For the Positive 2X ETF, Day 1 yielded a result of 150.00, which is a 50% appreciation from 100.00. Day 2, it fell 40% to 90.00. Day 3, it rose 50% to 135.00. As we see, these base values are drifting further and further away from the true base values of 100 and 125. Finally, on Day 10, the Positive 2X ETF value is only 59.05, even though the base value remains at 100.00.

In a similar manner for the Positive 2X ETF, Day 1 yielded a result of 50.00, which is a 50% depreciation from 100.00. Day 2, it rose 40% to 70.00. Day 3, it fell 50% to 35.00. As we see these base values are drifting further and further away from the true base values of 100 and 125. Finally, on Day 10, the Negative 2X ETF value is only 16.81, even though the base value remains at 100.00.

Intuitively, many expect that a Positive 2X ETF plus a Negative 2X ETF should balance out to zero change from the base value. As we see from our example, that doesn't hold true.

Let's look at Day 2 for the Negative 2X and Positive 3X results. Negative 2X is 40% rise (-2X times -20%) from 50.00 to equal 70.00. Positive 3X is a 60% fall (+3X times -20%) from 175.00 to equal 70.00. So we see that math for Negative 2X and Positive 3X yields the same results for even numbered days.

Okay, so you're thinking, that's fine for this hypothetical example, where I have massive daily changes of either 25% or 20%. In real life, the results should look much more reasonable. Shouldn't they?

Let's use Yahoo! Finance to examine two ProShares ETFs: Ultra S&P500 (NYSEARCA:SSO), a Positive 2X ETF; and UltraShort S&P500 (NYSEARCA:SDS), a Negative 2X ETF.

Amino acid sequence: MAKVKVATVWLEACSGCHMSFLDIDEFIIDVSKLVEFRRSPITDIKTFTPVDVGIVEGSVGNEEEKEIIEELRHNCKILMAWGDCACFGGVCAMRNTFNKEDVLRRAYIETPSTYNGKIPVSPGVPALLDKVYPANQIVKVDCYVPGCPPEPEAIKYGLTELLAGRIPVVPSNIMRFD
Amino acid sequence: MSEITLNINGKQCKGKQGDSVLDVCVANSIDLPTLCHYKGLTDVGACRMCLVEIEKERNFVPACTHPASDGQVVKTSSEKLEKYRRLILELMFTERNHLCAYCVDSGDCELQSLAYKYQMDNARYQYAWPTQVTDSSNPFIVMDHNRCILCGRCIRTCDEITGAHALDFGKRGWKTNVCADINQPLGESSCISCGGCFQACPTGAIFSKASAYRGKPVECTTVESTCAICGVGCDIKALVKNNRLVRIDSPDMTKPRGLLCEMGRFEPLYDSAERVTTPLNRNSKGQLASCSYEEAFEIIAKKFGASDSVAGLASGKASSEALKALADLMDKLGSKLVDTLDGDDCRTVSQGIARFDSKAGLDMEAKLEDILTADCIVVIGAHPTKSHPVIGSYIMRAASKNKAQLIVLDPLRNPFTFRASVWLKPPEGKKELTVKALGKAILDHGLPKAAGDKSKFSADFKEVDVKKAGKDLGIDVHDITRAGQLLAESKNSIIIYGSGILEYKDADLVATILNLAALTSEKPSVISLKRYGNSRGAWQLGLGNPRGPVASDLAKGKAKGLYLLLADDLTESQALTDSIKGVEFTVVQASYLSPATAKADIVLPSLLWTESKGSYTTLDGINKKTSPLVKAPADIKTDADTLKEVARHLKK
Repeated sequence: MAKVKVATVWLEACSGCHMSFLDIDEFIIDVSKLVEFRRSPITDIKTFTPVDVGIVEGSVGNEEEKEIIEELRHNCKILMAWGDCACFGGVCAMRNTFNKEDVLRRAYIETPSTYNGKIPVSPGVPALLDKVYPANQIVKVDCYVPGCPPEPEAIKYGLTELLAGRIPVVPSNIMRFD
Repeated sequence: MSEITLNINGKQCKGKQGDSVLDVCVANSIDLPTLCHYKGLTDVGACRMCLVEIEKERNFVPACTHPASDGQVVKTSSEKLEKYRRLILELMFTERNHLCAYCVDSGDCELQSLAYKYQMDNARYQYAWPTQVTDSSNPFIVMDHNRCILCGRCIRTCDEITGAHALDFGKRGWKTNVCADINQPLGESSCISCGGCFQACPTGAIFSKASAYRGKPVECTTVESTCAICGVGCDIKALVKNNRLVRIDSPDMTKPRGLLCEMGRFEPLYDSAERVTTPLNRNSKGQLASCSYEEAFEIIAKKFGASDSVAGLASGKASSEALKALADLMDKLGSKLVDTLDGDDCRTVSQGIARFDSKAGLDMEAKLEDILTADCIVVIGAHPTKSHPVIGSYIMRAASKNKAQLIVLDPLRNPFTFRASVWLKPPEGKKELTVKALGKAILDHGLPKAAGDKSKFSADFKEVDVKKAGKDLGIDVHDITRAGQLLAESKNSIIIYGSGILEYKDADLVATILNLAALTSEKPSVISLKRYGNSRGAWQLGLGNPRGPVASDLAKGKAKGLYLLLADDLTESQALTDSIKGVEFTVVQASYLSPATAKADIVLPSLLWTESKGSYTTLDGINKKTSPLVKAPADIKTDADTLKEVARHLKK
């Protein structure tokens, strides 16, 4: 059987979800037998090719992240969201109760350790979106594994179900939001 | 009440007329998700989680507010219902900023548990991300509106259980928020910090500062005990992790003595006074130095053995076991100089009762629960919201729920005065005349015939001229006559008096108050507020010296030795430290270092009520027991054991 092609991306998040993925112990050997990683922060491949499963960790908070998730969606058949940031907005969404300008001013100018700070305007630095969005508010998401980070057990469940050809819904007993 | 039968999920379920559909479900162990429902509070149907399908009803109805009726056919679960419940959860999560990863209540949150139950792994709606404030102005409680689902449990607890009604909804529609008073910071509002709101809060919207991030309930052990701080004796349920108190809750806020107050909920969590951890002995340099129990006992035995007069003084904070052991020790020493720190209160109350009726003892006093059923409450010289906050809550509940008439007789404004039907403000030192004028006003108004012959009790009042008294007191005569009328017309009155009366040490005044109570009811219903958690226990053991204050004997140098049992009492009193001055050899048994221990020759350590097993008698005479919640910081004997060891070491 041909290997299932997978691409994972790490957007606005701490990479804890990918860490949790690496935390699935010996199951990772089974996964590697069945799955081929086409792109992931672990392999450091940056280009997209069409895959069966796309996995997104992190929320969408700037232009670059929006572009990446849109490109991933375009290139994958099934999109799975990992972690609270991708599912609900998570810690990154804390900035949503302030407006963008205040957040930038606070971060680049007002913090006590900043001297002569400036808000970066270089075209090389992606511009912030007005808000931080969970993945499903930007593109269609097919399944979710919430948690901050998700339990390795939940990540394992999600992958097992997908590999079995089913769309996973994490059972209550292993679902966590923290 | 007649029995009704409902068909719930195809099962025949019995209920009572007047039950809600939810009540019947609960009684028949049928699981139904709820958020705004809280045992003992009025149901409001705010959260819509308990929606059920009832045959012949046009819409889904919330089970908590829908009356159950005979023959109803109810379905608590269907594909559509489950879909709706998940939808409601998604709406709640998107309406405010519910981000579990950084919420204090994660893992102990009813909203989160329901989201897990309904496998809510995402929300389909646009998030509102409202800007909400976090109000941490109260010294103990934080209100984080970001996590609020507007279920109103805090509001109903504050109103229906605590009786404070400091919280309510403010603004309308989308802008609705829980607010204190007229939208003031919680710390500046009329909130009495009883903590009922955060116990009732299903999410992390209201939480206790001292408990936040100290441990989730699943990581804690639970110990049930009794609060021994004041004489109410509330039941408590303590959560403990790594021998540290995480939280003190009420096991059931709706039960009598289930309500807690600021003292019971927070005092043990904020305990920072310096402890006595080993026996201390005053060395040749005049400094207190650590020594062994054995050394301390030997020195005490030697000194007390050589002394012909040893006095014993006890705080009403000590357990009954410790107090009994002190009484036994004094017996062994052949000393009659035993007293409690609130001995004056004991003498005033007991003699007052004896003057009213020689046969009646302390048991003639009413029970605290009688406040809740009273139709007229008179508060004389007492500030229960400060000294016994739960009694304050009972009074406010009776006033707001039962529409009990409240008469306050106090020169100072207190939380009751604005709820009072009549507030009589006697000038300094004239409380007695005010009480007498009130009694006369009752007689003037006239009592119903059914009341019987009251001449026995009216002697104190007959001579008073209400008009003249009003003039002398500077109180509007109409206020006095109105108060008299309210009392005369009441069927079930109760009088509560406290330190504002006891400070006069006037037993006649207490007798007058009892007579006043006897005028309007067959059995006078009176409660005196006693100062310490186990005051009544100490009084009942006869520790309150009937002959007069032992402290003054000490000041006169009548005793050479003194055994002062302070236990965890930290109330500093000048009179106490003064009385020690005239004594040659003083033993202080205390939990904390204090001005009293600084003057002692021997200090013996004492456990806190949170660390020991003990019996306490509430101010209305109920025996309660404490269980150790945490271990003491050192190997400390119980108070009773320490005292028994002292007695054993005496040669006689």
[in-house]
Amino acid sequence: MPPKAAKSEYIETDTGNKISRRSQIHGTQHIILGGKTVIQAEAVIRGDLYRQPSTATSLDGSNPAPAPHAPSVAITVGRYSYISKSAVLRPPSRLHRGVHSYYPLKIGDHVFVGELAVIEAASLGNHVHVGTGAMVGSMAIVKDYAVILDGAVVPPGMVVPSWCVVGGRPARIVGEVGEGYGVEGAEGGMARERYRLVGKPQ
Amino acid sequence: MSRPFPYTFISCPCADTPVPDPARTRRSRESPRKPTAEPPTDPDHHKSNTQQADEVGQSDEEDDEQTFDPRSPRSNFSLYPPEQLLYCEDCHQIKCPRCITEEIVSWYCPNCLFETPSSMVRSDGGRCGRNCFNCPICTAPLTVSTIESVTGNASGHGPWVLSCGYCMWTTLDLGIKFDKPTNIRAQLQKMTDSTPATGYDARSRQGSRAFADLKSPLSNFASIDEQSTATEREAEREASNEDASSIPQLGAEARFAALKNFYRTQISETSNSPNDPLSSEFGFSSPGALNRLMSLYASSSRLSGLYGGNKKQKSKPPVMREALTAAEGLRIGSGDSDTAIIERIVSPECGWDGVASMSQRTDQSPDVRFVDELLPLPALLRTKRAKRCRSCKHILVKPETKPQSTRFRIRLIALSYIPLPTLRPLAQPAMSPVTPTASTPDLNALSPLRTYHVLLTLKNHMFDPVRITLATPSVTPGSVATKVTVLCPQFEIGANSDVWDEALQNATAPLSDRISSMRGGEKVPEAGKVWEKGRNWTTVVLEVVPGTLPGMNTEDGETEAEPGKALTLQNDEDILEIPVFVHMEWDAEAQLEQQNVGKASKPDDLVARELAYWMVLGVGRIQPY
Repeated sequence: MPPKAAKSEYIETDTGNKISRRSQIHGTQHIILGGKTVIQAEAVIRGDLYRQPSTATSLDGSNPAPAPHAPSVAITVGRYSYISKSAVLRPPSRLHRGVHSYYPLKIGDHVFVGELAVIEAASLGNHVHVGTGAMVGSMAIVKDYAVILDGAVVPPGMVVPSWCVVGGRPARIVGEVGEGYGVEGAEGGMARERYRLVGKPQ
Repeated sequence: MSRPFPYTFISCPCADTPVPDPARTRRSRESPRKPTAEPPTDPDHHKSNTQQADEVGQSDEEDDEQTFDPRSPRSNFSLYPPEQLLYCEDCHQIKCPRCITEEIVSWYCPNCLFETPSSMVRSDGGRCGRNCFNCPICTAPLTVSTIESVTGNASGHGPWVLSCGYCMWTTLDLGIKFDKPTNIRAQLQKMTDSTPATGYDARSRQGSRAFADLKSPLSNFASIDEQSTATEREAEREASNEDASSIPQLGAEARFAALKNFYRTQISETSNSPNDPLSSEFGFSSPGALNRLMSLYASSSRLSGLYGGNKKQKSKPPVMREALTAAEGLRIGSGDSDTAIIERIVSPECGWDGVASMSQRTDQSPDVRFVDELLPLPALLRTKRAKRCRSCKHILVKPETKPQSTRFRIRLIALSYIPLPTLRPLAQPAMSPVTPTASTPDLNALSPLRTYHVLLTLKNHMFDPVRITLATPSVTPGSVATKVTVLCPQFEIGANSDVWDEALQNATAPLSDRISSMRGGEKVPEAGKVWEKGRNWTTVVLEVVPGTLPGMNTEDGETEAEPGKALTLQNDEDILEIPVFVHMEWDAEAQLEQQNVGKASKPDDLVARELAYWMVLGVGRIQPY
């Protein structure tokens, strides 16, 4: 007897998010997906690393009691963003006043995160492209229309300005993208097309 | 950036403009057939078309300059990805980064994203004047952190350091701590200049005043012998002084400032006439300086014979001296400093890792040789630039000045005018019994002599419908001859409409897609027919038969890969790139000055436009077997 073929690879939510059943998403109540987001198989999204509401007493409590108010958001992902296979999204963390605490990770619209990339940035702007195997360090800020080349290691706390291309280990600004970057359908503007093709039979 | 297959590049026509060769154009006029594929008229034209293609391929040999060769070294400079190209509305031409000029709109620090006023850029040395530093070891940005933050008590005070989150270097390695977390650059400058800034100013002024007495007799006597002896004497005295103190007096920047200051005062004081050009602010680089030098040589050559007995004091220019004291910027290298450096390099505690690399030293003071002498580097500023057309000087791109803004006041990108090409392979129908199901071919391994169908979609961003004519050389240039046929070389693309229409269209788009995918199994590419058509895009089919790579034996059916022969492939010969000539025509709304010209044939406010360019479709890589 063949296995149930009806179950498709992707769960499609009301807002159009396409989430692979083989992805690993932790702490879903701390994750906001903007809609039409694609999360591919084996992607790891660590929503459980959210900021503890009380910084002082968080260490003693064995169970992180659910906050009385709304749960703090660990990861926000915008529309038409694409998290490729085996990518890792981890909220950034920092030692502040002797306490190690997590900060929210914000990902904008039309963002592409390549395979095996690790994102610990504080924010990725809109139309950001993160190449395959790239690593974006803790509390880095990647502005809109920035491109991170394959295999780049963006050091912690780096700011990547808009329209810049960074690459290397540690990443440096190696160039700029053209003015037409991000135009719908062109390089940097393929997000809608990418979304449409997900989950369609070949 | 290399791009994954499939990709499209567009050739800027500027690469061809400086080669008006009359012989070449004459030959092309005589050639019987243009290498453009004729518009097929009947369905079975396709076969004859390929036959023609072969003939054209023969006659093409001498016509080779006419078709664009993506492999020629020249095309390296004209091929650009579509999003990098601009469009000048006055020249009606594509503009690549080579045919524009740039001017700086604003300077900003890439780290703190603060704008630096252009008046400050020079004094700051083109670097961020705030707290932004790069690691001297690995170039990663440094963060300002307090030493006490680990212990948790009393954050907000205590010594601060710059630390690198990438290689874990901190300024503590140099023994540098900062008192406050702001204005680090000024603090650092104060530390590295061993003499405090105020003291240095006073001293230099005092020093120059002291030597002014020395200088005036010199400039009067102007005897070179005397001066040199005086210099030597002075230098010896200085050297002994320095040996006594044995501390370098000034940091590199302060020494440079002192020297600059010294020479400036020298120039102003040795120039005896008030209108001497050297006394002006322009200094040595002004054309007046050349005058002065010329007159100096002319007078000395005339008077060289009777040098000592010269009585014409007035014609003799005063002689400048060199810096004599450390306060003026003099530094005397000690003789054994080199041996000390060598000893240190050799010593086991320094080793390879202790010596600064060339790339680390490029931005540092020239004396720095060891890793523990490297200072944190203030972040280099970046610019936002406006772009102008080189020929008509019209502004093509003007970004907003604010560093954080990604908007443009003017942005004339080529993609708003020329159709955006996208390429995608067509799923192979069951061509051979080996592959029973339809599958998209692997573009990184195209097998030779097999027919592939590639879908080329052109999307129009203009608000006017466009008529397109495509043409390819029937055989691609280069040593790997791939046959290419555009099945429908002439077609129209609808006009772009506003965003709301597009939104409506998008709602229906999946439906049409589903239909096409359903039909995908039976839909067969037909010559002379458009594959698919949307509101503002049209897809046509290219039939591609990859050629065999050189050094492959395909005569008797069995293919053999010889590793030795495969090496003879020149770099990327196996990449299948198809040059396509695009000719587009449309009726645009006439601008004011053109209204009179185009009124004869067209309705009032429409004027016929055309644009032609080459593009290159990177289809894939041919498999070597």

* Please note that you can click through the above graph to see a full sized version. *

The green line in the middle represents the S&P 500, and over the past year it is down by about 40%. As an aside, please note that I am eyeballing the percentages, so these figures are not exact. Intuitively we should expect SDS to yield about positive 80%. Yet, we see that SDS only yielded a positive 40%. The remaining 40% is lost. Similarly, intuitively we should expect SSO to yield about negative 80%. Yet, it is only down by 70%. Again, we should expect that the cumulative return of SSO (+2X) and SDS (-2X) should yield zero. However, in this example, negative 70 plus positive 40 yields negative 30. This negative 30, once again, demonstrates the erosion in value.

The reasons for these ETFs to differ from our intuitive expectations are primarily the volatility of the S&P 500 itself and the duration of one year, a time arbitrarily chosen. There are two other lesser reasons: tracking error and ETF fees.